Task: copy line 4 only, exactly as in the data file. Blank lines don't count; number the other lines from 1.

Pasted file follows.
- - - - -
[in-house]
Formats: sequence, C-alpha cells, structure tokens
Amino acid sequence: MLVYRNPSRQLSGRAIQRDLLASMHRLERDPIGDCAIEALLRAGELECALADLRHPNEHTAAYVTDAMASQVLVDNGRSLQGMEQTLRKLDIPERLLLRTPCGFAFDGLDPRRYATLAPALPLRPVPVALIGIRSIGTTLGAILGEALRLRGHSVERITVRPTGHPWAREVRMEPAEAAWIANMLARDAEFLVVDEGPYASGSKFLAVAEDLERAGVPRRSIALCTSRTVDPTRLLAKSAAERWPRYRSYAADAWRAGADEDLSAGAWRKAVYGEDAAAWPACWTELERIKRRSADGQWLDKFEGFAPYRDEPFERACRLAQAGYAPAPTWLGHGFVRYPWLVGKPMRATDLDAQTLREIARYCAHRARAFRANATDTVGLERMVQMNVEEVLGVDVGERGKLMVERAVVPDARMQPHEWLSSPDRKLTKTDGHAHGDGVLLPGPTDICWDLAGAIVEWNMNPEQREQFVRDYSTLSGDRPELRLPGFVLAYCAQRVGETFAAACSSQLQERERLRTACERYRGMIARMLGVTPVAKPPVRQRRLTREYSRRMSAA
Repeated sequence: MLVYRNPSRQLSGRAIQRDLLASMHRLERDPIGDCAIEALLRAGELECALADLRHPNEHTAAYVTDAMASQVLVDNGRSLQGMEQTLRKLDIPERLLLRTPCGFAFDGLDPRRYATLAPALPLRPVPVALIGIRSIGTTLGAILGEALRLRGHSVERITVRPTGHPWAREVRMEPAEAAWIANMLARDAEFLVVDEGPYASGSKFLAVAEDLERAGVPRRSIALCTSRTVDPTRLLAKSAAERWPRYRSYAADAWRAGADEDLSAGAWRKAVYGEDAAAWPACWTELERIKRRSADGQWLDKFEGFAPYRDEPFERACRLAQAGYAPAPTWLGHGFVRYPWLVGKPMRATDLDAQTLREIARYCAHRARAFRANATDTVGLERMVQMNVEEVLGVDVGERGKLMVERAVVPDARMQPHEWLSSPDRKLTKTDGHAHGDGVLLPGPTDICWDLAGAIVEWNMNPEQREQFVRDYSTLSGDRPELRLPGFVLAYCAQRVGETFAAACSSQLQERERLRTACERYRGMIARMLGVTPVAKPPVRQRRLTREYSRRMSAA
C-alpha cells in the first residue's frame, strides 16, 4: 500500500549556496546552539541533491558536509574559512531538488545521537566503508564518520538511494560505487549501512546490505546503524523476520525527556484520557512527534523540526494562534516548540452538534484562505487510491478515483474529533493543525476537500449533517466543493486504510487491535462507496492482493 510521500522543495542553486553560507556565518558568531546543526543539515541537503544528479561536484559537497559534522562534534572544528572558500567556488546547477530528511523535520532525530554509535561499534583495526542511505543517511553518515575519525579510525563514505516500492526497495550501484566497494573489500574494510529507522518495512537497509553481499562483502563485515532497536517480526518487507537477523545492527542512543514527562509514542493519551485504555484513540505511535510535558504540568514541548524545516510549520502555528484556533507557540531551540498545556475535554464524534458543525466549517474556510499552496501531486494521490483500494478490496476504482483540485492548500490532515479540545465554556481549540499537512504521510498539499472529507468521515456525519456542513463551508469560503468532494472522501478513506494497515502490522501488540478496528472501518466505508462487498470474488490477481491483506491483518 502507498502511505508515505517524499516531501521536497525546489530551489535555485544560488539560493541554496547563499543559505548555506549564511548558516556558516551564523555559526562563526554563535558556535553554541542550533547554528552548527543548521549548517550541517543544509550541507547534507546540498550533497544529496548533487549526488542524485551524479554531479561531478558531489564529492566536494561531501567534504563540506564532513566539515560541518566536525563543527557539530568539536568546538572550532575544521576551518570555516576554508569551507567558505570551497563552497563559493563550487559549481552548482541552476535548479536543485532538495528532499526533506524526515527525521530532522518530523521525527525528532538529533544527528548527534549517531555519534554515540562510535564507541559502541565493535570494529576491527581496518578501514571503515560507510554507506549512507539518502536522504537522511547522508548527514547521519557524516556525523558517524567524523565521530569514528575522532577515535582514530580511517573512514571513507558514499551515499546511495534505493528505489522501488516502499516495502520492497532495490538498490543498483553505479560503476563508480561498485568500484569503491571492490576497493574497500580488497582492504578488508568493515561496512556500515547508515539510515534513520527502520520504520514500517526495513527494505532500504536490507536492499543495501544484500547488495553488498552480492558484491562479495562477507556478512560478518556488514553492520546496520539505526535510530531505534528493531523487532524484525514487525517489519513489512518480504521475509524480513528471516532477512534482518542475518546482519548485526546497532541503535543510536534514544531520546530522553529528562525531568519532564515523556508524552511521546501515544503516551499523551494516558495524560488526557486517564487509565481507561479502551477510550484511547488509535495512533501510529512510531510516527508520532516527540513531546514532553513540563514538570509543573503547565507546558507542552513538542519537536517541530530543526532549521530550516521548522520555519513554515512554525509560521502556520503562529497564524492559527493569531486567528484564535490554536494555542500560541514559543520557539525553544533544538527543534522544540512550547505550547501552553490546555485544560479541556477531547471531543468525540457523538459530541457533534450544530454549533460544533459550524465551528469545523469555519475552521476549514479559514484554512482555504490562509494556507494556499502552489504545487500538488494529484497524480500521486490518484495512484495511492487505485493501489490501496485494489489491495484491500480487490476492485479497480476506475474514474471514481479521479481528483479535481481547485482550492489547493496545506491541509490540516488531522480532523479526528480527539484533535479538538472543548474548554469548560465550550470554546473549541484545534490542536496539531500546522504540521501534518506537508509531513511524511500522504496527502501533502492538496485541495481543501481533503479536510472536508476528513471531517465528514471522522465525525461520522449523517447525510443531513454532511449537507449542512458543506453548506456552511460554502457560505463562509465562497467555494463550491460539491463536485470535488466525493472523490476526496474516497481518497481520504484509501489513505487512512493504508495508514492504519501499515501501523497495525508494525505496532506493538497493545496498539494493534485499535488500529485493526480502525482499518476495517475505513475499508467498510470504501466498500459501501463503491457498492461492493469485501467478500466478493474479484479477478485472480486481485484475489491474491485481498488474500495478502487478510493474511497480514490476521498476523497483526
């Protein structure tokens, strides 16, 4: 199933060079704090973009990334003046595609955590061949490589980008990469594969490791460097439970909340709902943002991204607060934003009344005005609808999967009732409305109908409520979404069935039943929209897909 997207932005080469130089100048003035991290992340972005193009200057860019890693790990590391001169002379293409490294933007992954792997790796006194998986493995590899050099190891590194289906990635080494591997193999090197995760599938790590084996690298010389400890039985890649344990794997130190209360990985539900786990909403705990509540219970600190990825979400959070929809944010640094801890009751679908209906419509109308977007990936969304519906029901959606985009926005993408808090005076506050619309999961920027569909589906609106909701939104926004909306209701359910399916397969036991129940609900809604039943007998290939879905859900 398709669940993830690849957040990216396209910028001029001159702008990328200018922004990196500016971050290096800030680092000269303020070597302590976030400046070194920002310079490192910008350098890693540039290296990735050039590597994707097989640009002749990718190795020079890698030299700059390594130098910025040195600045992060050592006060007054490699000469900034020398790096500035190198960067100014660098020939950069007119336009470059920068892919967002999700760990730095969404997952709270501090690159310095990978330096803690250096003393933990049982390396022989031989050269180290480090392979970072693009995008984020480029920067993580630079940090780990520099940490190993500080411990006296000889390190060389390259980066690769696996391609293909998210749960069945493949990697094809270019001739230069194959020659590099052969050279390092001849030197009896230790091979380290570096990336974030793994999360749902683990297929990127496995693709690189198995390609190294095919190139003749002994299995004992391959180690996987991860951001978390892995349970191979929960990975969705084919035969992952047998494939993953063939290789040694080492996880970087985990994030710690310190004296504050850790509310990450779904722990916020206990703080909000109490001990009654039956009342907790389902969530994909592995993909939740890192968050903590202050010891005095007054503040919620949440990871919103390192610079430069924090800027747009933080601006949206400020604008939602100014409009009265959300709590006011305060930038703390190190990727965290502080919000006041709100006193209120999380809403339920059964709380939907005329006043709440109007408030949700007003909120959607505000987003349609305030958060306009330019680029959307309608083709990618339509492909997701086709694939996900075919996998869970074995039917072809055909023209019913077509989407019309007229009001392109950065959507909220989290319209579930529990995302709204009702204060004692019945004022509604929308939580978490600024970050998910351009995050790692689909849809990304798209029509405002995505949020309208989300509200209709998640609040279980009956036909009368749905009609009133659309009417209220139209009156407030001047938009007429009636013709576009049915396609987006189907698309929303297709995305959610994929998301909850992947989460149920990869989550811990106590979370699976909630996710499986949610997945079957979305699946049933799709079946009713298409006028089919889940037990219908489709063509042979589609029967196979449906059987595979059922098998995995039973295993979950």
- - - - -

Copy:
Repeated sequence: MLVYRNPSRQLSGRAIQRDLLASMHRLERDPIGDCAIEALLRAGELECALADLRHPNEHTAAYVTDAMASQVLVDNGRSLQGMEQTLRKLDIPERLLLRTPCGFAFDGLDPRRYATLAPALPLRPVPVALIGIRSIGTTLGAILGEALRLRGHSVERITVRPTGHPWAREVRMEPAEAAWIANMLARDAEFLVVDEGPYASGSKFLAVAEDLERAGVPRRSIALCTSRTVDPTRLLAKSAAERWPRYRSYAADAWRAGADEDLSAGAWRKAVYGEDAAAWPACWTELERIKRRSADGQWLDKFEGFAPYRDEPFERACRLAQAGYAPAPTWLGHGFVRYPWLVGKPMRATDLDAQTLREIARYCAHRARAFRANATDTVGLERMVQMNVEEVLGVDVGERGKLMVERAVVPDARMQPHEWLSSPDRKLTKTDGHAHGDGVLLPGPTDICWDLAGAIVEWNMNPEQREQFVRDYSTLSGDRPELRLPGFVLAYCAQRVGETFAAACSSQLQERERLRTACERYRGMIARMLGVTPVAKPPVRQRRLTREYSRRMSAA